Rahm Emanuel’s Chicago Jewish problem and why it could be the least of his worries

I’ve been intrigued by stories that Chicago voters won’t vote for Rahm Emanuel for mayor because of Obama administration Middle East policies.

What makes the story interesting: that’s probably the least of the now-former White House chief of staff’s political problems.

First the Jewish problem: as some reports have suggested, Emanuel is taking the blame for Obama administration Israel policies detested by the Jewish right and a good part of the Orthodox community. That faction is a tiny proportion of Chicago’s diverse electorate, but it’s a loud and influential one.

But there’s more, something most of these stories has missed: the city’s big progressive Jewish community isn’t exactly enamored of the trash-talking Emanuel, either. They knew him and worked with him back when he was a local political activist and fundraiser, then a member of the House representing portions of the North Side.

To GOP spinmeisters, Emanuel is one of those socialist-leaning liberals; to a lot of Chicago’s Jewish liberals, he’s a political manipulator without any real commitment to their priorities.

“There’s absolutely no love for Rahm in our community,”  a progressive Jewish activist in the city told me recently.

That doesn’t mean the city’s Jews will vote for a Republican; this is Chicago, after all, and the Democratic nominee has about as much chance of losing the mayoral election and the Jewish vote as Lake Michigan has a chance of turning into salt water.

And there’s an expectation Emanuel will cut a deal with mainstream Jewish leaders in the city – political support in return for financial support for their institutions. Sort of like Israeli politics. That could go a long way toward solving his "Jewish problem."

His bigger problem is pulling together a diverse coalition to survive in a field crowded with up to ten contenders, some of them with strong connections to the Daley machine and its web of patronage, the mother’s milk of Chicago politics, and with a stronger on-the-ground presence in Chicago’s diverse neighborhoods.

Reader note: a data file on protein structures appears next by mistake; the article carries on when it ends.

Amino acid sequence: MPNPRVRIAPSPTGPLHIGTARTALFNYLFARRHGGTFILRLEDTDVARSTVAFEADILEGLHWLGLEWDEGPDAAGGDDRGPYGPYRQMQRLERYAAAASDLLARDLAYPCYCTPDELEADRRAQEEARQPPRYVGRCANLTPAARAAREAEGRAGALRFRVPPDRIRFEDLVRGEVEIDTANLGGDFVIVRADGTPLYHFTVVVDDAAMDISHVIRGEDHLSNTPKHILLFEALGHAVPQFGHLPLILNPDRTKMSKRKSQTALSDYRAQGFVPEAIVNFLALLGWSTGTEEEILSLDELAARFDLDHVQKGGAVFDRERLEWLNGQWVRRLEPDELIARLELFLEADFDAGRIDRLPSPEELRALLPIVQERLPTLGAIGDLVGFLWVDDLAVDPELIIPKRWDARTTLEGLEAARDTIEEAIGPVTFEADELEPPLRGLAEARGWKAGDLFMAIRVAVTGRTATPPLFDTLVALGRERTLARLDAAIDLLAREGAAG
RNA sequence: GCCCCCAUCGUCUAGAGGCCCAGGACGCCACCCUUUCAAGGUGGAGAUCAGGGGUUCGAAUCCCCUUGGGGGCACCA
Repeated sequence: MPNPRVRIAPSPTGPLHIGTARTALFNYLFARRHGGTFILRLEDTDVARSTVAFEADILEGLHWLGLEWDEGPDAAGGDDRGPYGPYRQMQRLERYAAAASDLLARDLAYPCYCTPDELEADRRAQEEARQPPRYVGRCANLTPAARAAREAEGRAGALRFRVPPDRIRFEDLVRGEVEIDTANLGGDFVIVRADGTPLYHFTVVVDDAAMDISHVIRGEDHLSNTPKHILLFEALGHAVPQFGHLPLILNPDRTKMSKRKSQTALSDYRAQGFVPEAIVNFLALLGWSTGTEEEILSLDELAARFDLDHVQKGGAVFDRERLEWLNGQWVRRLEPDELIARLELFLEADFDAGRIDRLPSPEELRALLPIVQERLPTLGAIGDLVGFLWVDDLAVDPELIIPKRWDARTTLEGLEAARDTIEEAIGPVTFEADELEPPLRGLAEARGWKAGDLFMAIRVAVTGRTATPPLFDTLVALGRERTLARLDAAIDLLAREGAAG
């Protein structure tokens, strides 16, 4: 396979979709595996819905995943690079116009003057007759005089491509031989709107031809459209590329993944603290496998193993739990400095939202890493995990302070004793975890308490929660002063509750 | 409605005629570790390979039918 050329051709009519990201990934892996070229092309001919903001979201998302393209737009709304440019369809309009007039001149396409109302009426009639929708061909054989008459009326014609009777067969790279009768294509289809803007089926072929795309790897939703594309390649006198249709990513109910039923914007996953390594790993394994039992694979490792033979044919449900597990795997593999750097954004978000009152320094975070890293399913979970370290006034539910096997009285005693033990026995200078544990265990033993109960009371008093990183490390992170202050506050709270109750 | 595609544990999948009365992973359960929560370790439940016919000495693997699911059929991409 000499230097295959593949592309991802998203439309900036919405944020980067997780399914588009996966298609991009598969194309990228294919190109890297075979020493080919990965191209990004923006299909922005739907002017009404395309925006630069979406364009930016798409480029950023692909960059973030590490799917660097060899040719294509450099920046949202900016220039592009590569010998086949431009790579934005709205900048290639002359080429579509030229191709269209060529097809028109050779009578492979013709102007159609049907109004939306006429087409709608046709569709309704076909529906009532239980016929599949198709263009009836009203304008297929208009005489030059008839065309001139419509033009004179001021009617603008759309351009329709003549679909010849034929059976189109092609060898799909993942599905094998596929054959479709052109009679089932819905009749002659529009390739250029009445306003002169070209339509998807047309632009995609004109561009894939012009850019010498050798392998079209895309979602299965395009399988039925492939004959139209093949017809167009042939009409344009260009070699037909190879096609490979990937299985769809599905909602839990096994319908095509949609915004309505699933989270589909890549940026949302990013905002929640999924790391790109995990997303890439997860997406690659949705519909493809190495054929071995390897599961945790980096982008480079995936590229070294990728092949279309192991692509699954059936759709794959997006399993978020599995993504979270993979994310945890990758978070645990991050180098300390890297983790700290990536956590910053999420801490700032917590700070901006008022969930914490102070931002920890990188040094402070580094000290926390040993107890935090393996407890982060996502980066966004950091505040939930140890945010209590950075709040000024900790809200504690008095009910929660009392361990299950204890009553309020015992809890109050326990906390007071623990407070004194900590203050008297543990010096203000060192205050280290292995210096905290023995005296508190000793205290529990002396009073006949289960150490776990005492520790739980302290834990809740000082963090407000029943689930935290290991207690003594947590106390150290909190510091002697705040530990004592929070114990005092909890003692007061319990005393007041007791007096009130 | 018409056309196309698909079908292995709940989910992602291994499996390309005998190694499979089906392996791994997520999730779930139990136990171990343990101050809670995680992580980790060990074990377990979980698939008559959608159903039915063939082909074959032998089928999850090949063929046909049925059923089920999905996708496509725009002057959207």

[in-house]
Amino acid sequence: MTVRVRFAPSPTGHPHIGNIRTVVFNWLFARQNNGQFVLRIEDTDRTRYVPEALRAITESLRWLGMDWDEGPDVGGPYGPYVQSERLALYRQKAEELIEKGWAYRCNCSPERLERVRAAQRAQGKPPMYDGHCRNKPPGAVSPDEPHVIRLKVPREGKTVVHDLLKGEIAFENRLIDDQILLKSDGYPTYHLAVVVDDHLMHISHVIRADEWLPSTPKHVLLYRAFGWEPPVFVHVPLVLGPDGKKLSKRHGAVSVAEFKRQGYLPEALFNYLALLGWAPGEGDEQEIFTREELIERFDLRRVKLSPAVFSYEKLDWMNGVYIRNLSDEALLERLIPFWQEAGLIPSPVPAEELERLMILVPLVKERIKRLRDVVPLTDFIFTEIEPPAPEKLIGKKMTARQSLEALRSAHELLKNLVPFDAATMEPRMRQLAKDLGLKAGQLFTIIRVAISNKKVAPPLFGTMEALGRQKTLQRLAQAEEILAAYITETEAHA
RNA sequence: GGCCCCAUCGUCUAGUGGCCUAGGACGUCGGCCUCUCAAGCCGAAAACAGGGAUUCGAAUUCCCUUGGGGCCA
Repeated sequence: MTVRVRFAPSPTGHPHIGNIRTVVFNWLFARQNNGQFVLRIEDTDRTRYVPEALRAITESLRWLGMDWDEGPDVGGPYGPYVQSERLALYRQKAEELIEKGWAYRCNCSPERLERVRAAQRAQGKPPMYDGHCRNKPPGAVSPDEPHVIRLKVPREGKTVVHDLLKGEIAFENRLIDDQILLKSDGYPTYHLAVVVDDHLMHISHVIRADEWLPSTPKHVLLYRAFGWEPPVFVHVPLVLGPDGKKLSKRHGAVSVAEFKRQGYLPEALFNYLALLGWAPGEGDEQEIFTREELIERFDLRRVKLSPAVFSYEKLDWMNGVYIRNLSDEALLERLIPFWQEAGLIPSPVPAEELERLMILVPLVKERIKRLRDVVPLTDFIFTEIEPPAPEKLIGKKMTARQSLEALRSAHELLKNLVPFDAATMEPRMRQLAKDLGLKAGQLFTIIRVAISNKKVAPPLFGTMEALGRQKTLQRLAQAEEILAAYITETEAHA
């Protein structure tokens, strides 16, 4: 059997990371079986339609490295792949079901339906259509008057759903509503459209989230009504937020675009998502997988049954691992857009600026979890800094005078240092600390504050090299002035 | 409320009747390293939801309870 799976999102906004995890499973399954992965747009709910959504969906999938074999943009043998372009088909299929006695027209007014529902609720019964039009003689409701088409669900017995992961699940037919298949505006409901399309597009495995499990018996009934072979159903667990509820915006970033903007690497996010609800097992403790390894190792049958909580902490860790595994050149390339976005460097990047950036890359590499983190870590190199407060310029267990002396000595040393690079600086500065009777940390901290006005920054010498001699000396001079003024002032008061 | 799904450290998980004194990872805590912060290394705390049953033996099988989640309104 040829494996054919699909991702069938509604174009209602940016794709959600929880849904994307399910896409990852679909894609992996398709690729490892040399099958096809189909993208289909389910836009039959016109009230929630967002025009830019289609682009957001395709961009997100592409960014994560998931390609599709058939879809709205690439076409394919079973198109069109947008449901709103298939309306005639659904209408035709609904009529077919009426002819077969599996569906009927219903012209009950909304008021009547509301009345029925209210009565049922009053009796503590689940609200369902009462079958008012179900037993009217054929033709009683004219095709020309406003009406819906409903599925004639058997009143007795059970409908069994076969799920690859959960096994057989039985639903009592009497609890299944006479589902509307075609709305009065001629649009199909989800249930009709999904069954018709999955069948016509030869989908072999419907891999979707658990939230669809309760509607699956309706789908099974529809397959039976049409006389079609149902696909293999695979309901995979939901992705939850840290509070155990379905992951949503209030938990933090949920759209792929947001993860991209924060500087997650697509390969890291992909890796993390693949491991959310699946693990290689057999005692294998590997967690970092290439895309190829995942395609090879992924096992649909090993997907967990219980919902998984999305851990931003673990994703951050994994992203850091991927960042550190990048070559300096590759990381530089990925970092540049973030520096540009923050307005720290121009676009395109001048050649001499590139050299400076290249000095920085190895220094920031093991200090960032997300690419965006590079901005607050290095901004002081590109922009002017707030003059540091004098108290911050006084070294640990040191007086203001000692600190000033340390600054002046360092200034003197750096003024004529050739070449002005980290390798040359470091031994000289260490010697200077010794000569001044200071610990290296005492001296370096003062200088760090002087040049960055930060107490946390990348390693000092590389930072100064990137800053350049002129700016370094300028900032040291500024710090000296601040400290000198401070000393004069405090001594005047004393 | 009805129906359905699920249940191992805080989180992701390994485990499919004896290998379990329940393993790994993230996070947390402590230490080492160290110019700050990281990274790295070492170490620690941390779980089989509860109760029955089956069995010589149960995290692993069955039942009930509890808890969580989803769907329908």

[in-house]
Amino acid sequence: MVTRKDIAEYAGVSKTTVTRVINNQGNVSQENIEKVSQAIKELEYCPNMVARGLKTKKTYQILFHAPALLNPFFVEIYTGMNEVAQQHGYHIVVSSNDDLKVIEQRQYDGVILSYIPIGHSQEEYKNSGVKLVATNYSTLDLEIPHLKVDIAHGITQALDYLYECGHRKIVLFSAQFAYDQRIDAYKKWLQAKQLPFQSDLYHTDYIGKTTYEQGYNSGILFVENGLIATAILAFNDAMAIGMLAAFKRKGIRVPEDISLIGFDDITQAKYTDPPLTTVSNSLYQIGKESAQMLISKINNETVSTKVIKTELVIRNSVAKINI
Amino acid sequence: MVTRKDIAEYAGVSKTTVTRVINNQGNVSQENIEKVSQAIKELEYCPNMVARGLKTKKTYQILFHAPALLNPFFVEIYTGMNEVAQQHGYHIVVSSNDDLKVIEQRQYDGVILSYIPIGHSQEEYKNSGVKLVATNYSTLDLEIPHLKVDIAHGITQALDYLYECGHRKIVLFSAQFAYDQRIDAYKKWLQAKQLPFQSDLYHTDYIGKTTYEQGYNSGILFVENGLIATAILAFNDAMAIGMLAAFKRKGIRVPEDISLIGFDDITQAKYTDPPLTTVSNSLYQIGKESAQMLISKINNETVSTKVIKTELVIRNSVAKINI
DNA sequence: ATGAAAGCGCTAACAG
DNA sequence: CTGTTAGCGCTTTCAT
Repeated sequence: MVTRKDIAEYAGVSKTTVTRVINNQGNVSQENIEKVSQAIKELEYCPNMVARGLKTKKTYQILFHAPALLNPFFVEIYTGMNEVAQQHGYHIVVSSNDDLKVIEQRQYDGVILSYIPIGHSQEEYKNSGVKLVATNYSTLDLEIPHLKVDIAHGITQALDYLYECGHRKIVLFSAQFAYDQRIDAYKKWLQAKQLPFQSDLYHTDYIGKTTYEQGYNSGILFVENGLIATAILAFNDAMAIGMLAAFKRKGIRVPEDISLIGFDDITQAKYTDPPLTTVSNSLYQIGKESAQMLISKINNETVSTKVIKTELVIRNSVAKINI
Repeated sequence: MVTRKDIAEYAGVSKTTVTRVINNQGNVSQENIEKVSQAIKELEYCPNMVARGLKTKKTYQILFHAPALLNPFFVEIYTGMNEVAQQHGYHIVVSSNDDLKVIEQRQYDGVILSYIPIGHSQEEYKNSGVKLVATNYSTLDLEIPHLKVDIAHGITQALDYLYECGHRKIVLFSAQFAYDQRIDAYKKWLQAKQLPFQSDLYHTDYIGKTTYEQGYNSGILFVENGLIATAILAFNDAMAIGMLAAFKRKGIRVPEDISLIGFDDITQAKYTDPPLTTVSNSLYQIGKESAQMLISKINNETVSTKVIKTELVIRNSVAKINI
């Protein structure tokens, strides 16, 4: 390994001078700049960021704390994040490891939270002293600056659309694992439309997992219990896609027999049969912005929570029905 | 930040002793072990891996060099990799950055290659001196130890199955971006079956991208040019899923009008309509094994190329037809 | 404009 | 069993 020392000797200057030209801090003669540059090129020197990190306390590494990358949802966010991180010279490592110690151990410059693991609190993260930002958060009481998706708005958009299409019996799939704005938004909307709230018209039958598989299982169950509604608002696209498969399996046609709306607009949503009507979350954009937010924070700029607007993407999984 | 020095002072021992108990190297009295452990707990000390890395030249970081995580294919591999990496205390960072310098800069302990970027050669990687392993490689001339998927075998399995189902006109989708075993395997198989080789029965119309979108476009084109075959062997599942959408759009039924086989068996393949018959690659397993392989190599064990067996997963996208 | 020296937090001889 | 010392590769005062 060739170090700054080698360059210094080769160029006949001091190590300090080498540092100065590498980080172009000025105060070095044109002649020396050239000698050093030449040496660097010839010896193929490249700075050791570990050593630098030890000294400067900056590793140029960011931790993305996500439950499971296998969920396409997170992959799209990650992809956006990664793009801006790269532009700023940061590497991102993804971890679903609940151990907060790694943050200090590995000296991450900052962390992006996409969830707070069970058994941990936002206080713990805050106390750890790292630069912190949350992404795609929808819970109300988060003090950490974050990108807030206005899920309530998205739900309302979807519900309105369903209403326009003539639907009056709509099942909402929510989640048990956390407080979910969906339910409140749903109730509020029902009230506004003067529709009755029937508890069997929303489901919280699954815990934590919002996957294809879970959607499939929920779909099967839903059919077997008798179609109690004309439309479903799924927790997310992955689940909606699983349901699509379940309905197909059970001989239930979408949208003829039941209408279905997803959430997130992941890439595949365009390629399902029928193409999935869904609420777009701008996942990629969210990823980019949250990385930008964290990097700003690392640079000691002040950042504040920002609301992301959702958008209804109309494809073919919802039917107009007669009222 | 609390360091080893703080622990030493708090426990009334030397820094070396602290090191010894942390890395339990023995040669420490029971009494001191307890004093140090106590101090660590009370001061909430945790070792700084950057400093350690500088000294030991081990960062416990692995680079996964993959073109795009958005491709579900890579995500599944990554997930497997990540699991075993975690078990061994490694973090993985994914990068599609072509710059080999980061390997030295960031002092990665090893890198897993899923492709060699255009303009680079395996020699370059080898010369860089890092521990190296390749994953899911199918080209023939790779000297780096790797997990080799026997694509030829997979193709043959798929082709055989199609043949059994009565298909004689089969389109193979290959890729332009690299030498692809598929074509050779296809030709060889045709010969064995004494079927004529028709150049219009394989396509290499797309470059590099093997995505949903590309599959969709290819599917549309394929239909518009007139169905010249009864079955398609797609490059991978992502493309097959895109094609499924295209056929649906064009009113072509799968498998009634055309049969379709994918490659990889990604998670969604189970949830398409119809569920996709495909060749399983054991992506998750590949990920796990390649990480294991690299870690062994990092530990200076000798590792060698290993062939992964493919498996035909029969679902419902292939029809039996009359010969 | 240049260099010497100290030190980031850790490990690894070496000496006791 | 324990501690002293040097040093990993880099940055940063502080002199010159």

Emanuel was weaned on Chicago politics, but he’s been away from it for a while. This is a city of strong neighborhoods where precinct captains, aldermen, ward committeemen and neighborhood organizations are the vital arteries of the political organism. Despite his origins, Emanuel is something of an outsider to that rough-and-tumble world..

More importantly; will he be able to beat his rivals in the battle for the huge African American and Hispanic votes?

He does have one big advantage: the cash factor. Emanuel is a champion fundraiser, and his national connections could provide access to enough campaign money to help him outlast his rivals.

His connection to Barack Obama may hurt among the minority of Jews who are right of center, but you can bet it won’t hurt on the city’s heavily black South and West sides, although he’ll first have to beat out at least one prominent black contender for the job.

I grew up in a neighborhood whose alderman was universally known as “Fast Eddie.” (in fact, my first journalistic assignment – as a high school newspaper photographer – landed me in his office). That’s the kind of city Rahm Emanuel has to conquer.

About the Author
Douglas M. Bloomfield is a syndicated columnist, Washington lobbyist and consultant. He spent nine years as the legislative director and chief lobbyist for AIPAC.